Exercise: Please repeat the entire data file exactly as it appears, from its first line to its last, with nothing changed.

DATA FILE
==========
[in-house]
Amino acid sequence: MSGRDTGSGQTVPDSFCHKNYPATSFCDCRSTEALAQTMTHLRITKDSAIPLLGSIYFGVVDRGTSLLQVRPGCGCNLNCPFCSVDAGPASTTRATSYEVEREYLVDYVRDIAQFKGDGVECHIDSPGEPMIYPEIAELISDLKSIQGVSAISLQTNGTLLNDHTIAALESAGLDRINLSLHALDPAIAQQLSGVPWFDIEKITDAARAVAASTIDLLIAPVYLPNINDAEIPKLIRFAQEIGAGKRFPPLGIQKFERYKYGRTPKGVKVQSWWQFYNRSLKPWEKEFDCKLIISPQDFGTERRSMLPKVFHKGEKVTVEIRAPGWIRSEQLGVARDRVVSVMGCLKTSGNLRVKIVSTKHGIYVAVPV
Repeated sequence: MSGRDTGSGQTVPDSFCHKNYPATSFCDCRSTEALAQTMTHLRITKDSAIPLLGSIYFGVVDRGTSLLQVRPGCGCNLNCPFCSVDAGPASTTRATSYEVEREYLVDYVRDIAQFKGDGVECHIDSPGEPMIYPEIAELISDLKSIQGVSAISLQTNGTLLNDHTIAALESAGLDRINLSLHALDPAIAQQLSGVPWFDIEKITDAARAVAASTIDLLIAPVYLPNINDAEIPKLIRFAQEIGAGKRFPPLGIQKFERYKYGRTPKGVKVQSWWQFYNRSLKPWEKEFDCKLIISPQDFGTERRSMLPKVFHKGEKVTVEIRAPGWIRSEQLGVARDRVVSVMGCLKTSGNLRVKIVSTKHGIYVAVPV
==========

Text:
[in-house]
Amino acid sequence: MSGRDTGSGQTVPDSFCHKNYPATSFCDCRSTEALAQTMTHLRITKDSAIPLLGSIYFGVVDRGTSLLQVRPGCGCNLNCPFCSVDAGPASTTRATSYEVEREYLVDYVRDIAQFKGDGVECHIDSPGEPMIYPEIAELISDLKSIQGVSAISLQTNGTLLNDHTIAALESAGLDRINLSLHALDPAIAQQLSGVPWFDIEKITDAARAVAASTIDLLIAPVYLPNINDAEIPKLIRFAQEIGAGKRFPPLGIQKFERYKYGRTPKGVKVQSWWQFYNRSLKPWEKEFDCKLIISPQDFGTERRSMLPKVFHKGEKVTVEIRAPGWIRSEQLGVARDRVVSVMGCLKTSGNLRVKIVSTKHGIYVAVPV
Repeated sequence: MSGRDTGSGQTVPDSFCHKNYPATSFCDCRSTEALAQTMTHLRITKDSAIPLLGSIYFGVVDRGTSLLQVRPGCGCNLNCPFCSVDAGPASTTRATSYEVEREYLVDYVRDIAQFKGDGVECHIDSPGEPMIYPEIAELISDLKSIQGVSAISLQTNGTLLNDHTIAALESAGLDRINLSLHALDPAIAQQLSGVPWFDIEKITDAARAVAASTIDLLIAPVYLPNINDAEIPKLIRFAQEIGAGKRFPPLGIQKFERYKYGRTPKGVKVQSWWQFYNRSLKPWEKEFDCKLIISPQDFGTERRSMLPKVFHKGEKVTVEIRAPGWIRSEQLGVARDRVVSVMGCLKTSGNLRVKIVSTKHGIYVAVPV